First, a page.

Dr. Mitchell's Scrum Shack

Ian Mitchell, BSc Hons, PhD, FRGS
Agile Alliance Member
DZone Most Valuable Blogger
IBM Certified Enterprise Developer
SPS
PSM Level III
PST
Certified Scrum Master

Ian in the Dev Shed
Latest post: 15 November 2017

The Scrum Guide was revised in November 2017, and one of the changes ratified the practice of planning at least one "high priority" process improvement item into the Sprint Backlog. In this post, we look at why this change improves Sprint Retrospective outcomes and helps a team to inspect and adapt its way of working.

Read More..."Scrum Guide change: Planning Retrospective items into a Sprint Backlog"

Earlier posts

    1. What is a Product Backlog for, anyway?
    2. Zombie Stories: Conversations from Beyond the Grave
    3. Scrum Roles from a Lean Perspective
    4. Walking Through a Definition of Ready
    5. Three Sporting Fails for your Agile Interview
    6. Walking Through a Definition of Done
    7. Type III Scrumban: A Journey
    8. Managing Technical Debt
    9. The Empirical Product Owner: Innovation Accounting in Scrum
    10. The Product Backlog and Technical Debt
    11. Type II Scrumban: Going Straight
    12. Using a 'Technical Debt Register' in Scrum
    13. Gross Definitions: 144 Agile Terms You Simply Have To Know
    14. Why the Agile Enterprise must be an Innovation Network
    15. The Agile PMO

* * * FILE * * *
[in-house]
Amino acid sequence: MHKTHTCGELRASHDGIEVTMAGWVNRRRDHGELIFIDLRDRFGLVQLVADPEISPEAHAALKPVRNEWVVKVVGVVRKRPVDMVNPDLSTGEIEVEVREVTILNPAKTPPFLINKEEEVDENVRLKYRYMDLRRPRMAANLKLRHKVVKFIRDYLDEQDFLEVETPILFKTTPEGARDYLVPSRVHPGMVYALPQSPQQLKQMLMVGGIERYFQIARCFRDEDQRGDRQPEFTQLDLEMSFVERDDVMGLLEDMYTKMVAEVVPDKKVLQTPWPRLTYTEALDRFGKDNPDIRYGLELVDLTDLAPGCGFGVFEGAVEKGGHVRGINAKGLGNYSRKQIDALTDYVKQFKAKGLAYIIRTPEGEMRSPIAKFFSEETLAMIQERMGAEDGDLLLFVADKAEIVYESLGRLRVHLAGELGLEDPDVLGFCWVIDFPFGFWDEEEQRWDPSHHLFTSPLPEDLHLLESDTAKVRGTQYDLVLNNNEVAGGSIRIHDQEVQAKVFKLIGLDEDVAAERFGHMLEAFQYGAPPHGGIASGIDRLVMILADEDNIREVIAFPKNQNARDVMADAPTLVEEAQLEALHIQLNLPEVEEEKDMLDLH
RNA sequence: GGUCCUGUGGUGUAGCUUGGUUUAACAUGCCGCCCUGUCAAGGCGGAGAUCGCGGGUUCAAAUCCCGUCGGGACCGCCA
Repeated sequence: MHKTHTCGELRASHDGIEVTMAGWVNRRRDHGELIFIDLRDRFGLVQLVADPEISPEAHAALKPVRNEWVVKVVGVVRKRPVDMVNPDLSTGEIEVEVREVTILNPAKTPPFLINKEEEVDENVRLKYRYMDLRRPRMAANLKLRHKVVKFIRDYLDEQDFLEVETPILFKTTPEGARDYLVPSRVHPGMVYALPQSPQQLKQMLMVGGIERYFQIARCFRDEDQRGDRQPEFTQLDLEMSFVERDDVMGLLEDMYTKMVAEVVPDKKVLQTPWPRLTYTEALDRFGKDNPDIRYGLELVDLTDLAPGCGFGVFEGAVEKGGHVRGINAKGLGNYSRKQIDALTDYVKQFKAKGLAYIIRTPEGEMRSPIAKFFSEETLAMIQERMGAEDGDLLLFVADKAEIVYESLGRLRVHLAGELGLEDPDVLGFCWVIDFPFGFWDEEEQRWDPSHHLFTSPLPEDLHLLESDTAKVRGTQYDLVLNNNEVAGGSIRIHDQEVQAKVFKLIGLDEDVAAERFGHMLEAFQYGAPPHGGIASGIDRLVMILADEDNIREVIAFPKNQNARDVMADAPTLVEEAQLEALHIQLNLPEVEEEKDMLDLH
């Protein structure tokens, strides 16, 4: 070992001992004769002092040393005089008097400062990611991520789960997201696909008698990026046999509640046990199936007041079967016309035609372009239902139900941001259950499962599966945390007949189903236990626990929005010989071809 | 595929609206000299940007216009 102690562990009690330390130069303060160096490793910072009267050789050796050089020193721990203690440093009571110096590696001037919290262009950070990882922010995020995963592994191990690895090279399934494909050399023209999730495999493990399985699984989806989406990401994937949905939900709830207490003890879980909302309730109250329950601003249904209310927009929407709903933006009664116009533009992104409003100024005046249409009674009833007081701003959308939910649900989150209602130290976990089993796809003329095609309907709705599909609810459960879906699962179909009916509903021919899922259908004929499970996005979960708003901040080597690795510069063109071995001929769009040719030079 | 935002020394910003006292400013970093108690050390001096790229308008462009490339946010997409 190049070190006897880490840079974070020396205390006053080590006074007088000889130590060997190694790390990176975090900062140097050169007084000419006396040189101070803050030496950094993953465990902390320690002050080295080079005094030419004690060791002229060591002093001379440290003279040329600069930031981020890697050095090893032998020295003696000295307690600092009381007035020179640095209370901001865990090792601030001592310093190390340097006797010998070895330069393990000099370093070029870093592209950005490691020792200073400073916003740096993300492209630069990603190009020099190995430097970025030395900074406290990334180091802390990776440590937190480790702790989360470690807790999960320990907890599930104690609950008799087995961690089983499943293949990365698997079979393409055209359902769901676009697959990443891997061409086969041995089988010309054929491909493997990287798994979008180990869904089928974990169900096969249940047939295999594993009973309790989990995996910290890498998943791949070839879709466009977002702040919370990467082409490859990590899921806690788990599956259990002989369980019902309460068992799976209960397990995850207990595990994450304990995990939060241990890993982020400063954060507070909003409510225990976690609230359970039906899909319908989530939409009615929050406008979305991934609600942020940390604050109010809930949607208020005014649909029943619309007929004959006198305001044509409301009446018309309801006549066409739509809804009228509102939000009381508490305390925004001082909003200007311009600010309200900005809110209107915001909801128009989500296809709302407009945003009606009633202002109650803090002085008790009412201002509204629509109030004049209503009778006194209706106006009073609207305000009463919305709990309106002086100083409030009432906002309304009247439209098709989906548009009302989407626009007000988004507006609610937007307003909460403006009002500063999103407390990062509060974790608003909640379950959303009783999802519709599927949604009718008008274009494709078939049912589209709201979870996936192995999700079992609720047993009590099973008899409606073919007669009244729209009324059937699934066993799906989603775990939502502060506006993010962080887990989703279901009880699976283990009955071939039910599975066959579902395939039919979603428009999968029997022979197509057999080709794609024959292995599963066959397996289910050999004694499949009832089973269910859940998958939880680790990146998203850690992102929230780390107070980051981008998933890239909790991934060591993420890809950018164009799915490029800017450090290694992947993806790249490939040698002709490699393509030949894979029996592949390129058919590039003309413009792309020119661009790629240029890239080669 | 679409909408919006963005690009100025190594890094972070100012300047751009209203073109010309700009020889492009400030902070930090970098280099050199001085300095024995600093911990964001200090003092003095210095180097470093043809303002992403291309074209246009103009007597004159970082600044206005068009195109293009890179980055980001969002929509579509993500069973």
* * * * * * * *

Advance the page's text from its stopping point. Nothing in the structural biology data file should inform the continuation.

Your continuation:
16. Type I Scrumban: A Forensic Approach
    17. A Typical Sprint, Play-By-Play
    18. The Agile Crime Scene
    19. Risk Burn-up: Daring Deeds in DevOps
    20. Running Scrum Sprints in DevOps
    21. The DevOps Studio (PDF)
    22. Technical Spikes in DevOps
    23. Innovation Wars: Trump, Lean Startup, and Zero to One (PDF)
    24. By Bell, Book, and Candle
    25. Agile Scaling Frameworks: An Executive Summary
    26. DZone Scrum Refcard Update
    27. Sprint Goals in Practice
    28. Ordering a Product Backlog to Minimize Development Team Dependencies
    29. Counting Chickens: Undone Work in Scrum
    30. Is agile transformation at risk?
    31. Pull in Practice
    32. Choosing Metrics for Agile Practice
    33. Choosing Columns for Agile Team Boards
    34. Stabilizing Teams for Agile Practice
    35. Agile Transformation in Organizations that Suck
    36. Method Wars: On the Commoditization of Estimates
    37. Method Wars: Scrum vs SAFe
    38. Limiting WIP: Stories vs Tasks
    39. Sprint Retrospectives in Practice
    40. Your boss, the Invader from Mars
    41. Sprint Backlogs in Practice
    42. The Agile Response to a P1 Incident
    43. The Kanban Sandwich: A Bite-Size Recipe for Agile Work Flows at Scale
    44. Agile Teamwork in Practice
    45. Sprint Reviews in Practice
    46. Taking One for the Team: the Refactoring of Failure
    47. Definitions of Done in Practice
    48. Product Backlogs in Practice
    49. Confirmed or Busted: Are the Mythbusters Agile?
    50. Agile Estimation in Practice
    51. Sprint Planning in Practice
    52. Winging It: Going Live with Technical Debt
    53. Scrum Master: Servant Leadership in Practice
    54. An Agile Health Check: The Daily Standup in Practice
    55. Suiting Up for Agile Practice
    56. User Stories in Practice
    57. Product Ownership in Practice
    58. Why Stretched Teams do Scrumban